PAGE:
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Features March 2014 Issue

What’s a Sim Good For?

A Rose, By Any other Name...

The question always comes up: What’s the difference between a Level B and a Level D sim? What about PC-ATDs? What category is that old ATC-50 gathering dust at the flight school?

The best answer is: You don’t care. What matters is the training value each offers.

The longer answer is that Level A-D (what I call “true sims”) are differentiated across 90 pages of a 300+ page document, plus half a dozen Advisory Circulars. For example, all four must have, “Visibility and RVR measured in terms of distance. Visibility/RVR checked at 2,000 ft (600 m) above the airport and at two heights below 2000 ft with at least 500 ft of separation between the measurements.” But only C and D must show, “Patchy fog giving the effect of variable RVR,” and only D must show, “The simulation of runway contaminants must be correlated with the displayed runway surface and lighting where applicable.”

See where this is going? Oh, and helicopters get their own tome and their own levels B-D. So, what you can do is spelled out in the letter of authorization for the physical simulator you’re flying. Ask the school. If you like wading through minutia, you can visit the National Simulator Program and get the actual docs (http://www.faa.gov/about/initiatives/nsp/).

Training devices are similarly broken up into Flight Training Devices (FTDs) levels 4-6 (4-7 for helos) and Aviation Training Devices (ATDs) that are either Basic or Advanced. Airplane FTDs get about 50 pages of stats to define them.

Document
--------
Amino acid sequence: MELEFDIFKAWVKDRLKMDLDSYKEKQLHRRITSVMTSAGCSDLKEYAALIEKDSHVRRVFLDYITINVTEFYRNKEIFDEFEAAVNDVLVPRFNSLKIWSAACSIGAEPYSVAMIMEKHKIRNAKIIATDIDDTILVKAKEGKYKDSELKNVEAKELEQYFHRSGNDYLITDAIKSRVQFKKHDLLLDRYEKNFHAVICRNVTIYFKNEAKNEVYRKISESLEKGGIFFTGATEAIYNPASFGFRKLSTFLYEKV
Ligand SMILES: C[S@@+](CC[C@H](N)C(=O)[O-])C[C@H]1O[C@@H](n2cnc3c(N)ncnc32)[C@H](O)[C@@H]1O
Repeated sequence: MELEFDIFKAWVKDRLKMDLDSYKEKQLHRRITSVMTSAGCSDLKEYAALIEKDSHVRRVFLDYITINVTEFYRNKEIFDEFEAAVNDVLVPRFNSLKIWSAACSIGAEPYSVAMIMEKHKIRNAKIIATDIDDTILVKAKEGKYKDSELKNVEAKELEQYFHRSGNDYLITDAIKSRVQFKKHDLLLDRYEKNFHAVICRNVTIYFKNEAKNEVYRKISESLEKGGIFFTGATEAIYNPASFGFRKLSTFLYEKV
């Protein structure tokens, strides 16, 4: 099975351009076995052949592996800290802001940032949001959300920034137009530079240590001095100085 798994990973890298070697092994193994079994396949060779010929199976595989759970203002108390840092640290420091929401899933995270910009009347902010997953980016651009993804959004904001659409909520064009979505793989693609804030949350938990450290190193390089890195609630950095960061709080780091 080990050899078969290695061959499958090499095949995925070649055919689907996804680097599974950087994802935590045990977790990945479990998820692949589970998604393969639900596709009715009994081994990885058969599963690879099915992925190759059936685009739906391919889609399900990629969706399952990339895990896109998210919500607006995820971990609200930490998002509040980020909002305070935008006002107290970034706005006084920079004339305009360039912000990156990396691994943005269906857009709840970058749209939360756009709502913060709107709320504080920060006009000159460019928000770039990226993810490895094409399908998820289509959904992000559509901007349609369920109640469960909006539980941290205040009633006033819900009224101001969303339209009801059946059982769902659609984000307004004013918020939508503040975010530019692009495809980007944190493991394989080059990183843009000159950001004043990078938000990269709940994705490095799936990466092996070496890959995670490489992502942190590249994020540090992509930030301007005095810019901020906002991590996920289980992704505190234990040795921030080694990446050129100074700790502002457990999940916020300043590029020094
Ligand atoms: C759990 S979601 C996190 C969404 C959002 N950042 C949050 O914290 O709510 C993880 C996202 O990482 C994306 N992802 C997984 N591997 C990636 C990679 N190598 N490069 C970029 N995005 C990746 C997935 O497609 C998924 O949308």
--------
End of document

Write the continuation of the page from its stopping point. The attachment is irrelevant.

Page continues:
Currency logging differs little on the training devices, but logging for ratings does. The authority on how much of what can be logged on a device comes from the device’s FAA authorization letter. ATDs can use a generic letter in some cases. FTDs all get a specific approval letter that must be renewed.
What happened to FTD Levels 1-3, not to mention PC-ATDs? The FAA changed its mind trying completely unsuccessfully to keep up with changing technology. Once-approved items are grandfathered in, however, so a PC-ATD that was blessed by the FAA back in the day can still be used for 10 hours towards an instrument rating—just as a more advanced B-ATD that has all the real switches, avionics and visuals or that vintage ATC-50 that resembles a Heathkit project advertised in a 1963 Popular Science.
Go figure.

And, as I write this, FAA legal is threatening to change it again, sunsetting all authorization letters on GA sims, requiring new ones. This would hit all the grandfathered-in systems and ATDs hardest. So even this sidebar is “subject to change.” —JVW

Next: Cool Tools for GA Sims

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